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LSB Annunciation of Our Lord Sermon — Luke 1:26-38

March 25, 2012

March 25, 2012 at Calvary Evangelical Lutheran Church – Mechanicsburg, PA

“And the angel said to her: ‘Do not be afraid, Mary, for you have found favor with God. And behold, you will conceive in your womb and bear a Son, and you shall call His name Jesus. He will be great and will be called the Son of the Most High. And the Lord God will give to Him the throne of His father David, and He will reign over the house of Jacob forever, and of His kingdom there will be no end.’”

The Time of Christmas and the Time of Easter are inextricably linked. They do not speak of two different events or persons, but different aspects of the same great event accomplished by the same Person. The Collect of the Day recognizes this: “O Lord, as we have known the incarnation of Your Son, Jesus Christ, by the message of the angel to the Virgin Mary, so by the message of His cross and passion bring us to the glory of His resurrection.” So it is not inappropriate to celebrate the Annunciation of Our Lord on this March 25, though it is but seven days before Holy Week begins.

Nearly all of you gathered here today are familiar with what was read in the Gospel Reading from Luke’s account. Even the youngest members of our parish are told about the angel who delivers a message to a young woman in Galilee. It is told in pageants, in carol services, and in formal study of the Scriptures. Gabriel comes to Nazareth, bringing word from God Himself: “In the sixth month the angel Gabriel was sent from God to a city of Galilee named Nazareth, to a virgin betrothed to a man whose name was Joseph, of the house of David. And the virgin’s name was Mary.”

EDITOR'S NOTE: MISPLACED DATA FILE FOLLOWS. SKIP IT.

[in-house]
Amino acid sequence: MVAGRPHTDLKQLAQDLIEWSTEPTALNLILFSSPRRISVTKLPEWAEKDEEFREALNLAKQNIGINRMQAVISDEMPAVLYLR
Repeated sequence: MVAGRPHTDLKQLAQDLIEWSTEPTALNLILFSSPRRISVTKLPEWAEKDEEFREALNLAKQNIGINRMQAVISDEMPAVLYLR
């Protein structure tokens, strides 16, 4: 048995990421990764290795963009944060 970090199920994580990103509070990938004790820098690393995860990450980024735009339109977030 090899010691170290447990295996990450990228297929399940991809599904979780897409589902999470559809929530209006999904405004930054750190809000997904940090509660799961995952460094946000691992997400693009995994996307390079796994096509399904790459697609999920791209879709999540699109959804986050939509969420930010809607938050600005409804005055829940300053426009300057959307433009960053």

The message that angels bring carries power because of who authors it. The Lord who can perform a sign “as deep as Sheol or as high as heaven” sends the message. In this case, the message is sent to one who has received the Lord’s favor, a choice of His for a purpose: “And [the angel] came to her and said, ‘Greetings, O favored one, the Lord is with you!’” The Lord is present with Mary for a purpose, though she does not yet know what it is: “But she was greatly troubled at the saying, and tried to discern what sort of greeting this might be.”

The purpose is disclosed by Gabriel to Mary: “And the angel said to her: ‘Do not be afraid, Mary, for you have found favor with God. And behold, you will conceive in your womb and bear a Son, and you shall call His name Jesus. He will be great and will be called the Son of the Most High. And the Lord God will give to Him the throne of His father David, and He will reign over the house of Jacob forever, and of His kingdom there will be no end.’” Mary is to bear a Son, the long-awaited Descendant of David who will exercise eternal rule over the Lord’s people. That is her purpose. That is why she has received the Lord’s favor.

Here, the incarnation of the Eternal Father’s Eternal Son is made known for the first time. That is what takes place. It is the result of what the angel says will happen: “The Holy Spirit will come upon you, and the power of the Most High will overshadow you; therefore the Child to be born will be called holy—the Son of God.” But the incarnation of the Eternal Son also has a purpose. It occurs in order for something to be accomplished. This is not simply God becoming human for no reason—though even that is no simple thing! No, there is a reason for it.

The reason for Christ’s incarnation is for Him to fulfill the Father’s will to bring salvation. In fact, that is why Mary is commanded to give her Son a particular name: “you shall call His name Jesus.” That name speaks to what He will achieve: “the Lord saves.” It is what Joseph is told in Matthew’s account of Jesus’ birth, words familiar to you: “He will save His people from their sins.” Mary’s Son will be the One through whom the Lord brings salvation. There will be a method by which it is accomplished. That is the reason why He is born.